El Paso County successes, 2014 challenges the focus of State of Region address

By: MATT STEINER Matt.steiner@gazette.com
December 11, 2013 Updated: December 12, 2013 at 7:50 am
photo - El Paso County Board of Commissioners chairman Dennis Hisey.
El Paso County Board of Commissioners chairman Dennis Hisey. 

El Paso County Board of Commissioners chairman Dennis Hisey highlighted economic growth over the last 12 months in the Pikes Peak region during the 2013 State of the Region address Wednesday.

He said El Paso County can consider itself fortunate to have prosperity, but stressed time and again during his speech at the Antlers Hilton in downtown Colorado Springs "we are not lucky."

Hisey said residents and businesses need to keep looking forward, citing "two devastating and deadly wildfires," the catastrophic floods that followed and government cuts and sequestration during 2013 that threatened a community dependent on the military.

"Now is not the best time to bet it all on the next roll of the dice," Hisey said.

The address highlighted ever-increasing construction totals just moments after showing a video that outlined the destruction of the 2012 Waldo Canyon fire and last June's Black Forest fire that killed two people, destroyed 488 homes and left more than 14,000 acres covered in blackened trees and ash-laden ground. Hisey said the regional building department reported that construction reached the $2 million mark in 2013, beating the previous year by about $300,000.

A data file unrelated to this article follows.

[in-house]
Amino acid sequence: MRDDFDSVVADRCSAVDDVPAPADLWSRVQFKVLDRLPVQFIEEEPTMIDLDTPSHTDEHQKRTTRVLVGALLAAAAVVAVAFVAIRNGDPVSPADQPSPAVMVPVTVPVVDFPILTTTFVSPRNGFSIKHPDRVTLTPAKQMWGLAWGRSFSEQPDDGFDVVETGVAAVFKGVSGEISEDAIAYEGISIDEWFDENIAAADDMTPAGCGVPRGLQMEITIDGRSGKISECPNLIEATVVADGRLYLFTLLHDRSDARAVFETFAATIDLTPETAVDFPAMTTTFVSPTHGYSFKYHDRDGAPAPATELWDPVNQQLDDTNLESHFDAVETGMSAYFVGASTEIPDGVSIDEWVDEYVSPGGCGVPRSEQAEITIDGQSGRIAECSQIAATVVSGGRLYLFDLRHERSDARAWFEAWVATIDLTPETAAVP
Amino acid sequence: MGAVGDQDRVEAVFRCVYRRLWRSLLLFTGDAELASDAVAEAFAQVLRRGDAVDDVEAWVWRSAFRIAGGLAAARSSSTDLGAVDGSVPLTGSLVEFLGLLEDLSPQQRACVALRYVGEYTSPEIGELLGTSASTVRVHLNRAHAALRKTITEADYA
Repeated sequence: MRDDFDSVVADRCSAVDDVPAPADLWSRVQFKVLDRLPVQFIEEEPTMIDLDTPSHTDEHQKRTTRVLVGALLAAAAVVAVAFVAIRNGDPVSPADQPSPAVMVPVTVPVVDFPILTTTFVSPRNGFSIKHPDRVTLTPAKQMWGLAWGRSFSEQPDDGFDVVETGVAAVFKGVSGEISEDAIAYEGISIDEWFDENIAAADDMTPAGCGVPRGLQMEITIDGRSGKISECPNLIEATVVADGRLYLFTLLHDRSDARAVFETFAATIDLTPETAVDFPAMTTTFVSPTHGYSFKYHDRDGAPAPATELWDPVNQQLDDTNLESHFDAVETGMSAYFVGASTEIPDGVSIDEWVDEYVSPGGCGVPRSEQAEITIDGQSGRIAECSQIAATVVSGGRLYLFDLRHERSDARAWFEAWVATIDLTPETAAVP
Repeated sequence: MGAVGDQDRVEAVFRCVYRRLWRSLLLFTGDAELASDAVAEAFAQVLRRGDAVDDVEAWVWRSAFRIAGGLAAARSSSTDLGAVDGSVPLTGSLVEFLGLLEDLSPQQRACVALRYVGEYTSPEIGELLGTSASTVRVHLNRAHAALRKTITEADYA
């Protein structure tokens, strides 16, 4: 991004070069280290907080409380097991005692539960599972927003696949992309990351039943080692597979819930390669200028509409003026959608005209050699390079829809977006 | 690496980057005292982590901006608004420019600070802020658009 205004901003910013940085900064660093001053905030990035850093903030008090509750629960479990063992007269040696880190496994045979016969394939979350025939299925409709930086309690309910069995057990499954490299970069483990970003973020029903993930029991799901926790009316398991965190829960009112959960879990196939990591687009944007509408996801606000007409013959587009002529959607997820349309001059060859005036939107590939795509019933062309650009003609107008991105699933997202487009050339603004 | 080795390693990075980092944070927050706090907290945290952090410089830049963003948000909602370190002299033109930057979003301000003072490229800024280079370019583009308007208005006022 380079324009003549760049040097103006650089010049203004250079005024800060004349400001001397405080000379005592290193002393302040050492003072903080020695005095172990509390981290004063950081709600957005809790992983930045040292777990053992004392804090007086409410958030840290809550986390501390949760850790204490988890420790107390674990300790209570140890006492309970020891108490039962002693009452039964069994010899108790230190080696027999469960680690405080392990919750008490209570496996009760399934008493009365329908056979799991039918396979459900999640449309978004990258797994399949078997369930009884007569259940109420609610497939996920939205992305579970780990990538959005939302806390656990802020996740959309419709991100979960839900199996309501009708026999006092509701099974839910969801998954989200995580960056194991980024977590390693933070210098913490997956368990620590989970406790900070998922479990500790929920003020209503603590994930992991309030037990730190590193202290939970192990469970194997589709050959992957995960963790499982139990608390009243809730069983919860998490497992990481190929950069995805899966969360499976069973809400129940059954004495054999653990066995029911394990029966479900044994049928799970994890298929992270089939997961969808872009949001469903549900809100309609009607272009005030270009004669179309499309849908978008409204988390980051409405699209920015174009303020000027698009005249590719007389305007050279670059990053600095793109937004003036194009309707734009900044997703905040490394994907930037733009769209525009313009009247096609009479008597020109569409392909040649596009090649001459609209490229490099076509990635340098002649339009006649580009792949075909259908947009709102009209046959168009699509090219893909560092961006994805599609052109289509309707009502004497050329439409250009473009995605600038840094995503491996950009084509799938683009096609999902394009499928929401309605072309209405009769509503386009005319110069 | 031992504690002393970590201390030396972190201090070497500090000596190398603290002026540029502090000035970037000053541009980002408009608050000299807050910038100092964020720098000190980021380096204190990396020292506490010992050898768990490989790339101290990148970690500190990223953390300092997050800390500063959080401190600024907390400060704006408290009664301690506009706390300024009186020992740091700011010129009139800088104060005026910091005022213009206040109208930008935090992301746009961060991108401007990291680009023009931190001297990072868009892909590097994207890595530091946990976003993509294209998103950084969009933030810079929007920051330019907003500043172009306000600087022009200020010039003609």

He also bragged on home sales that are up 18 percent and county sales and use taxes that made a 5 percent jump.

In the context of continued fortune, Hisey gave a pitch for the City for Champions initiative that consists of four tourism projects, a downtown multi-use stadium, a U.S. Olympic museum, an Air Force Academy visitors center and a University of Colorado at Colorado Springs sports medicine complex.

The City for Champions segment included a video that said the Pikes Peak region is "ready to race forward, but still embracing our traditions." Hisey followed that line of thought, saying, "our community was built on big, visionary ideas." He pointed to El Paso County staples like Colorado College, Cheyenne Mountain Zoo, The Broadmoor and Fort Carson and said City for Champions could play a similar role and bring more money to the area for growth and rebuilding of devastated areas.

Colorado Springs City Council President Keith King was at Wednesday's address. King said after Hisey's speech that economic benefits from the City for Champions are not a definite and wouldn't come to fruition for at least two or three years. According to King, projects related to the fires and stormwater issues have to be addressed in the next year.

Hisey echoed King's immediacy of certain problems and said he is confident solutions will be found through teamwork. He ended his address by quoting Olympic gold medalist Kerri Walsh Jennings.

"You don't become a champion by playing not to lose," Hisey said.

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